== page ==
In this darkly romantic ghost story, a woman travels to an isolated cabin where she is stalked by an apparition who inhabits her space as his own. With the unexpected arrival of the woman’s boyfriend, the dark spirit’s haunting grows obsessive. Soon the woman begins to exhibit weirdly irrational behavior as the thin line between sanity and possession begins to unravel. Is she battling her inner demons, or is a much darker presence threatening them all?
The presence referred to in the title of this wonderfully moody and atmospheric little ghost story makes itself known right away. He is indeed a ghost. This brooding, pallid specter (Shane West) sits, stands, peers out the window, and provides an all-around haunting of a rustic, beautifully preserved cabin in the dreary wilds of Oregon. When a human woman (Mira Sorvino) shows up for an extended stay, he keeps a close watch on her too, and The Presence
plays a beguiling game of mystery storytelling without any dialogue for almost 20 minutes. Writer-director Tom Provost reveals very little about the ghost--who he was, what he wants, why he's such a vigilant sentinel--and only a little bit more about the woman (none of the characters, human or unearthly, are identified with names). The ambiguity plays well for a while and exposition is kept to a minimum throughout, even after the woman's boyfriend (Justin Kirk) pays a surprise visit and sticks around for several days. There's another presence that turns up (Tony Curran) midway through, and though presence A keeps resolutely mum, the new one has a lot to say to both his ghostly colleague and the woman. To the woman it whispers messages of evil, and psycho-inducing hatred that bends her mind and ultimately poisons her relationship with the boyfriend. To the other ghost it speaks plainly and almost affectionately about the "life" it could lead if it would do what is necessary to be set free from the eternity of staying remote and alone only to haunt the neat, cozy cabin. The humans can't see these phantoms, but they both experience their presence, albeit in different ways. Towards the end there's a rather lengthy bit of explanation unleashed in a torrent of rage by the woman, and it feels somewhat out of place in a story where the less-is-more ethos is its best attribute. In fact, such dialogue as there is all sounds rather clunky and unnatural. The best things about The Presence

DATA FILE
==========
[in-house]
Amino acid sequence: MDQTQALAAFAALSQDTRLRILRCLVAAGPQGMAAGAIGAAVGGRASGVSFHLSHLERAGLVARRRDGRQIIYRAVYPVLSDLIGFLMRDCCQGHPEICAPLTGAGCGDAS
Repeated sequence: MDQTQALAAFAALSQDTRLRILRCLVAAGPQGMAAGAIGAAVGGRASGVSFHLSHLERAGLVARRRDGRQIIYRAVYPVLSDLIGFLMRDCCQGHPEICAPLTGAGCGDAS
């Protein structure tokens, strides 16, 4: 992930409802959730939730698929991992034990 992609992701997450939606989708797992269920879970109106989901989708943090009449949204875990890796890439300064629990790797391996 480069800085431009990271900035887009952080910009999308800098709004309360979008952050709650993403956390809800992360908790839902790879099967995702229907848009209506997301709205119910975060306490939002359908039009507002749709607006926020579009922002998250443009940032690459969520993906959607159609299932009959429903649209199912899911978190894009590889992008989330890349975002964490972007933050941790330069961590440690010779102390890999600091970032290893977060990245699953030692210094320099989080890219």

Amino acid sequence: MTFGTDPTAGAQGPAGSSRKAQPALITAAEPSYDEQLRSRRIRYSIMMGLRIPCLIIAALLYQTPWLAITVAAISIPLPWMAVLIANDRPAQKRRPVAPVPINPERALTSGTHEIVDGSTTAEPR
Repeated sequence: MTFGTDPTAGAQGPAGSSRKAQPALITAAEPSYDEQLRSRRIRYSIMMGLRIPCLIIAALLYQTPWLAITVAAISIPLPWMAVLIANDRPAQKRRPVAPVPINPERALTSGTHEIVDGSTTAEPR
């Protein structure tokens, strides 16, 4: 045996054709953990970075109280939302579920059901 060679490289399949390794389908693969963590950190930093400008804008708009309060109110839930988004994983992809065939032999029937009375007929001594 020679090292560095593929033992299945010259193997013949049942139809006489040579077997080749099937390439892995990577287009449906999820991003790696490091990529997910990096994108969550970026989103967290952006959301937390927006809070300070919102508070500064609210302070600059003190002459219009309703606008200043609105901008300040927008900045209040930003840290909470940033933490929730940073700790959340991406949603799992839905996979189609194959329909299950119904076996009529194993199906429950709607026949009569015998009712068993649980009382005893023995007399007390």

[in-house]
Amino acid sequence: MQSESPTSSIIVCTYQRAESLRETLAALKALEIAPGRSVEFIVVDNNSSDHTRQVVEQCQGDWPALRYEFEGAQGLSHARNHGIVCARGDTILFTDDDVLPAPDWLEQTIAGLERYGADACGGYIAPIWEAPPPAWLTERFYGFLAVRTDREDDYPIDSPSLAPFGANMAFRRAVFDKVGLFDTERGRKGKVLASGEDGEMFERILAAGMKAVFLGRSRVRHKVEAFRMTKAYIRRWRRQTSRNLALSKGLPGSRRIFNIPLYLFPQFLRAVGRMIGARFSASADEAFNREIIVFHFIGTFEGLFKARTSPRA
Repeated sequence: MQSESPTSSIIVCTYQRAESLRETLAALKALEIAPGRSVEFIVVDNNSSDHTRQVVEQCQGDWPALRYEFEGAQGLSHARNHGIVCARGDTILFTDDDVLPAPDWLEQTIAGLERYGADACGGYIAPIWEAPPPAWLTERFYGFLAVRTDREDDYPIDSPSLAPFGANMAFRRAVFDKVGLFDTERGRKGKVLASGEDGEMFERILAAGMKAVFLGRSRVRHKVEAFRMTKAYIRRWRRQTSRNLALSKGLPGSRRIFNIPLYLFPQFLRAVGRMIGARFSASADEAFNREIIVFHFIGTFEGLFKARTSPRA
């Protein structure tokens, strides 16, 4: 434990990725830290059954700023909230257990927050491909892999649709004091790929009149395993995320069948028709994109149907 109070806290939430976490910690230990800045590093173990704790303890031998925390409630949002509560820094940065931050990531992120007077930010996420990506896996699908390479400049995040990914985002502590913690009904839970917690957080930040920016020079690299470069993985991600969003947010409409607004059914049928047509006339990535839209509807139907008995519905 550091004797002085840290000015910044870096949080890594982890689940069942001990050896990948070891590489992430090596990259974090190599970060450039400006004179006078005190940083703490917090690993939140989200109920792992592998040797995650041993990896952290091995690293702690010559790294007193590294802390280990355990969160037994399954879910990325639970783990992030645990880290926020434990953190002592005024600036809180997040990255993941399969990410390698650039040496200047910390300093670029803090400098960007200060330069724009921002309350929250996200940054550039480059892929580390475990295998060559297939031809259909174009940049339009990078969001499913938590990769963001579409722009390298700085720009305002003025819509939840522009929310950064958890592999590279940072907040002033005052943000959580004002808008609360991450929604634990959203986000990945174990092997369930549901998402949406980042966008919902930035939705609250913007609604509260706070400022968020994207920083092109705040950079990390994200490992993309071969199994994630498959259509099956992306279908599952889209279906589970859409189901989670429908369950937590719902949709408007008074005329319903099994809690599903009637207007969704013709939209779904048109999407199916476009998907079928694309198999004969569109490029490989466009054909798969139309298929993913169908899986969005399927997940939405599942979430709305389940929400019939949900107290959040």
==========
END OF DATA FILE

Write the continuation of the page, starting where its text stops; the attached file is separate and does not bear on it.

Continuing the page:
are its gorgeously drab cinematography and its languorous yet deliberate pacing that notches up the tension without the need for "boo!"s or splatter violence. There are a few scary parts executed with the same measured intent, but mostly this ghost story strives to great effect for spooky ambiance. In the movie's concluding scenes a third presence is introduced (Deobia Oparei) that seems to have ultimate authority over human and spiritual realms alike. The final shot isn't exactly a twist, but it's a subtle and creepily effective ending that ingeniously captures the restrained mood of The Presence
. Disc extras include commentary from Provost, a run-of-the-mill making-of featurette, and an interesting storyboard sequence backed by remarks from Provost and editor Cecily Rhett. --Ted Fry